The drug that’s given to inmates to put them out before they’re put to death has likely been used for the last time. Like Missouri, Texas uses sodium thiopental in executions. Timothy Wayne Adams died by lethal injection last night in Huntsville, Texas. He was executed for shooting his toddler point blank, for which he said he did to get back at his wife, who was leaving him. He says his intention was to shoot himself next.
Sodium thiopental renders the inmate unconcious as the first phase in the lethal injection process. Two subsequent injections stop the breathing and then the heart. However, Illinois-based drug company Hospira stopped marketing sodium thiopental and current supplies expire in March, leaving prison systems in a bind.
Jason Clark with the Department of Criminal Justice in Texas he’s confident his state will continue to carry out executions.
“At this time, we’re exploring all of our options including finding an alternate source for sodium thiopental, as well as finding an alternate drug to use.”
Clark says says their next execution is scheduled for April 5th, contributing to the sense of immediacy. Another one is set for May. On the average, Texas executes four times the amount of death-row inmates than any other state. More than 300 people are on death row in Texas, compared to Missouri’s 46.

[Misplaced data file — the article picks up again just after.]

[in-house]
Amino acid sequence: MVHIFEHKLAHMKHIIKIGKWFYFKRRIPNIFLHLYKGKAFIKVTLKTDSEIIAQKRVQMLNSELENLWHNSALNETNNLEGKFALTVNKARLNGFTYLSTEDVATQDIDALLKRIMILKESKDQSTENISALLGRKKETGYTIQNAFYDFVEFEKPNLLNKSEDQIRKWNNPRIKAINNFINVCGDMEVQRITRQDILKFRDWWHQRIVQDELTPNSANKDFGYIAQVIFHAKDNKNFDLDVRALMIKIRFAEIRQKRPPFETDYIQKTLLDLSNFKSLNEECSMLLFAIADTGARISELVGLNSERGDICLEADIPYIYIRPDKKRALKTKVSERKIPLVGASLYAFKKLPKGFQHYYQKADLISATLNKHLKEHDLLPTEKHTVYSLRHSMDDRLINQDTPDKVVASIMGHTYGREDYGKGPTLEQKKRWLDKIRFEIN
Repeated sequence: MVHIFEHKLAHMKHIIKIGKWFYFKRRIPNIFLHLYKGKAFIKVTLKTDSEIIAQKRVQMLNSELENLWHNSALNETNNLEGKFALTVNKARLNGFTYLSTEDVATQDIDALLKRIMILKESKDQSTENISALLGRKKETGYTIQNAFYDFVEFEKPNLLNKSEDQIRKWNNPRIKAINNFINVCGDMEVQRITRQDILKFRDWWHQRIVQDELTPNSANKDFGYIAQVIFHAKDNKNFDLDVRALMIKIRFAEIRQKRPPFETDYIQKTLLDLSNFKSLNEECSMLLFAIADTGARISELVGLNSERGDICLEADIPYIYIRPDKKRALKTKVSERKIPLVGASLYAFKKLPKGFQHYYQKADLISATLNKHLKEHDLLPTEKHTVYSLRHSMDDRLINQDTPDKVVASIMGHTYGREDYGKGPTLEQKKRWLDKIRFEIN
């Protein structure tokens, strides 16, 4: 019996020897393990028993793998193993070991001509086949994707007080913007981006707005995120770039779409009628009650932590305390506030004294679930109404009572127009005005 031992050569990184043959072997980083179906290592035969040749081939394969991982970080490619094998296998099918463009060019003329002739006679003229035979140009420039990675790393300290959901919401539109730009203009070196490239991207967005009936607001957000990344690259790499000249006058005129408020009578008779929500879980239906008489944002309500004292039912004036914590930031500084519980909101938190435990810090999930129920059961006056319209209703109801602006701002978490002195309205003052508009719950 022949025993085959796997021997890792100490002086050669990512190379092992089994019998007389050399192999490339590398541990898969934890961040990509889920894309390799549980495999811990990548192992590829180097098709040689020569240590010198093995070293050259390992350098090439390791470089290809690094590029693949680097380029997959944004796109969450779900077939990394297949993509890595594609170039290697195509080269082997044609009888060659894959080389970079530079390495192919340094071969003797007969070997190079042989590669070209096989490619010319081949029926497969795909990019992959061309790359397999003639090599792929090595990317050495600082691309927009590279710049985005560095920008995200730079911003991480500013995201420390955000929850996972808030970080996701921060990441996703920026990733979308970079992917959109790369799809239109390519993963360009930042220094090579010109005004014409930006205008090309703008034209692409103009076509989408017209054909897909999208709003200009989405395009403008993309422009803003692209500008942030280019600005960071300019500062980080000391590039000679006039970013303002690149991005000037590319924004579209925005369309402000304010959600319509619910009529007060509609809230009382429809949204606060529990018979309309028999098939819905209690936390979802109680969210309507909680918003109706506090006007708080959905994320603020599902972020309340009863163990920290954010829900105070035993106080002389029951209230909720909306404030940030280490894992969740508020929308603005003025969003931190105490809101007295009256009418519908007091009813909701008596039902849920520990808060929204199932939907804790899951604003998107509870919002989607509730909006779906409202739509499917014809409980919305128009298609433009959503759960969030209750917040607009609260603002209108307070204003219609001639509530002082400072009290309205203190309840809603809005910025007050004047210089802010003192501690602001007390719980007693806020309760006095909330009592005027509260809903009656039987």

Missouri used sodium thiopental in the execution of Martin Link earlier this month … it’s remaining three doses will go unused.
Attorney General Chris Koster has asked the federal government to help fill the demand for the drug. He’s joined by 12 other states in his request. Read the letter sent to U.S. Attorney General Eric Holder. Joining Koster in the request are attorneys general from Oregon, Alabama, Colorado, Florida, Mississippi, Nevada, Shurtleff, Bruce Salzburg, Delaware, Idaho, Tennessee, and Washington.
Kentucky has reportedly gotten a supply of the drug from a company in Georgia, but won’t be using it because the state has halted all executions pending a decision by the Kentucky Supreme Court.
It’s believed Kentucky’s supply came from Sandoz International GmbH in Germany, which markets generics company. It expires in May 2014.
Sandoz has indicated that it does not market sodium thiopental in the United States, nor does it plan to.
South Dakota and Nebraska corrections officials say they are working on acquiring sodium thiopental from a company in India. Nebraska now has enough of the drug for 166 executions because Kayem Pharmaceutical will only sell only in bulk.
The lethal injection protocol in Missouri, Texas, Kentucky and several other states — 36 in all — specifies that the inmate be injected with 3 grams of sodium thiopental, and once the inmate is found to be unsconcious, injected with 50 mg of pancuronium bromide, which causes paralysis and stops the breathing, followed by 240 milliequivalents of potassium chloride, which causes cardiac arrest.